Shiva Natarajasana

The Dance of Shiva, Shiva Natarajasana or Shiva Nata is a beautiful practice, which can often feel a bit overwhelming at first.

To get the most out of giving it a go, I strongly recommend trying several classes over the course of a week.  You will find that you are making daily small (and sometimes large) progressions in understanding the movements of the arms and will quickly begin to flow with more challenging and complicated variations of the movements.

As well as increased confidence and co-ordination of the arms and a testing brain work out, you will benefit from a fantastic shoulder work out too, opening your upper spine, chest and shoulders.

In my online classes I will endeavour to help you progress through a supported self practice. I may suggest to you that the best development is to leave the class at a certain point and either work on what you had done to that point as your self practice, or alternatively just sleep on it, let it sink into your subconscious and try again in another class soon.

 

You will hopefully discover that it is that testing point where we struggle to work things out that the real learning is happening.  It would be wonderful if you can celebrate and struggle through those moments in class with us.  However to get you started I have broken down the initial arm positions for the Vertical and Horizontal spirals below.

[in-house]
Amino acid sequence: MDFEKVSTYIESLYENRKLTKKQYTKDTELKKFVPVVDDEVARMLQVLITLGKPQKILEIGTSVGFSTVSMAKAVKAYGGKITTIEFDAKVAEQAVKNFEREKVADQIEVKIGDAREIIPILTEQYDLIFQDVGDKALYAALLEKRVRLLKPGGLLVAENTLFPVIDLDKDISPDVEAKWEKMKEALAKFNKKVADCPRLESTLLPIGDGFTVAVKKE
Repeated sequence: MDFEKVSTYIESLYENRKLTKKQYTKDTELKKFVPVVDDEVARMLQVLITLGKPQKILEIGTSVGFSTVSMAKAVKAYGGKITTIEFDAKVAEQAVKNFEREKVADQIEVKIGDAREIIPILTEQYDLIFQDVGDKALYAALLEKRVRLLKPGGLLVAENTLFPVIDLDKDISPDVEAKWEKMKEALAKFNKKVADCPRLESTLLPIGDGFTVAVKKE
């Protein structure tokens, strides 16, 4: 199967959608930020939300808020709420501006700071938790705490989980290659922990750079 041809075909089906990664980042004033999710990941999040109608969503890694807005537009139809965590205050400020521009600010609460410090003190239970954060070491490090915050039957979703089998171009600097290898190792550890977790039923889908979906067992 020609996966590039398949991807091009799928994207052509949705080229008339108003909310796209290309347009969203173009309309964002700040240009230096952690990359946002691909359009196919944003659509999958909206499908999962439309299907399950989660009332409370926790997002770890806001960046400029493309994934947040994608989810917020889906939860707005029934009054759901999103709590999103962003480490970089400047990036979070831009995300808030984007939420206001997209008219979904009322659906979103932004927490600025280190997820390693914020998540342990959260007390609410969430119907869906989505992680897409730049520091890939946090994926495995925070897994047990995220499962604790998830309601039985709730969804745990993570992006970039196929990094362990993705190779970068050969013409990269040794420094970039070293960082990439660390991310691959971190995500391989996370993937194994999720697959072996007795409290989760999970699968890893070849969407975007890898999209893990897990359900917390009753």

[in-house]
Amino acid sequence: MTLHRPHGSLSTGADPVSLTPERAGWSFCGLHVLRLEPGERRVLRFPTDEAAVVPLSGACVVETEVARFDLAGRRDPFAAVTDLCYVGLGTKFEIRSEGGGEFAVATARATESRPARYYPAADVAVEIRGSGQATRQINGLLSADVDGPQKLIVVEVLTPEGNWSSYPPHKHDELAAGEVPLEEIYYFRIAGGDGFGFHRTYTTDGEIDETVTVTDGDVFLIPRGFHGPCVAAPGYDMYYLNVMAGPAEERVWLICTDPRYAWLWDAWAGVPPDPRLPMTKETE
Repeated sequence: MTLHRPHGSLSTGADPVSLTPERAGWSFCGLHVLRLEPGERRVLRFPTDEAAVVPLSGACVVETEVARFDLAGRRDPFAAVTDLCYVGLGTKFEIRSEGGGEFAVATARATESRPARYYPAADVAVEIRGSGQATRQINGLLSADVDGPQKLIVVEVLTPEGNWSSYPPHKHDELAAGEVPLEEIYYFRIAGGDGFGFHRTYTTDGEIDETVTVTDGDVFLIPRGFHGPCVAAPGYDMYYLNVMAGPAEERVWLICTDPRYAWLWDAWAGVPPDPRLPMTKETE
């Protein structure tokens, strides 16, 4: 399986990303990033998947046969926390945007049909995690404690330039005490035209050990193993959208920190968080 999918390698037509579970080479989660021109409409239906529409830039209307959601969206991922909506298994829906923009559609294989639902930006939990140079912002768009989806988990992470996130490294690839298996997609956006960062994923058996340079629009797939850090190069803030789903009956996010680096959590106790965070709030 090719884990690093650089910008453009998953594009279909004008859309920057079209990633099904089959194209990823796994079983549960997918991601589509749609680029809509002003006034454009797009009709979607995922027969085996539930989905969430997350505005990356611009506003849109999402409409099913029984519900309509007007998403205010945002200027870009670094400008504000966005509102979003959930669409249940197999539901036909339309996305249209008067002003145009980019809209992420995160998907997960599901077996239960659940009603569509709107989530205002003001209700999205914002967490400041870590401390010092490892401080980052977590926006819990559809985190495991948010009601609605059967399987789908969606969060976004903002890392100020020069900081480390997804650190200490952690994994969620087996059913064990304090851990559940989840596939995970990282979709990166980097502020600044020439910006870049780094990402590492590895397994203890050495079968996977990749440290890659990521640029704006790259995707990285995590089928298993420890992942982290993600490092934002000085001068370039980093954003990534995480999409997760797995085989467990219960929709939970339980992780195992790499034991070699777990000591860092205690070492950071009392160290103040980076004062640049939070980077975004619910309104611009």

Vertical Spiral

I like to start with the vertical spiral as this feels an easier set of movements for my arms.

Some basic rules / principals that may help you are to keep the palms of the hands facing outwards (as much as possible) throughout.  Follow the thumbs for the forward spiral movements.  Follow the little fingers for the backwards spirals.

Horizontal Spiral

For the Horizontal arm spirals, I tend to draw on the visualisation that I am like an Egyptian painting, with the hands always pointing sideways and the palms always facing up.  Another visualisation I like to use is that I am a waiter in the circus carrying a plate on each hand, and I must not drop the plate!

Other helpful rules could be to try and keep the elbows at the height of the shoulders, as well as the shoulders relaxed. 

 

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©2018 by Jesse Saunders.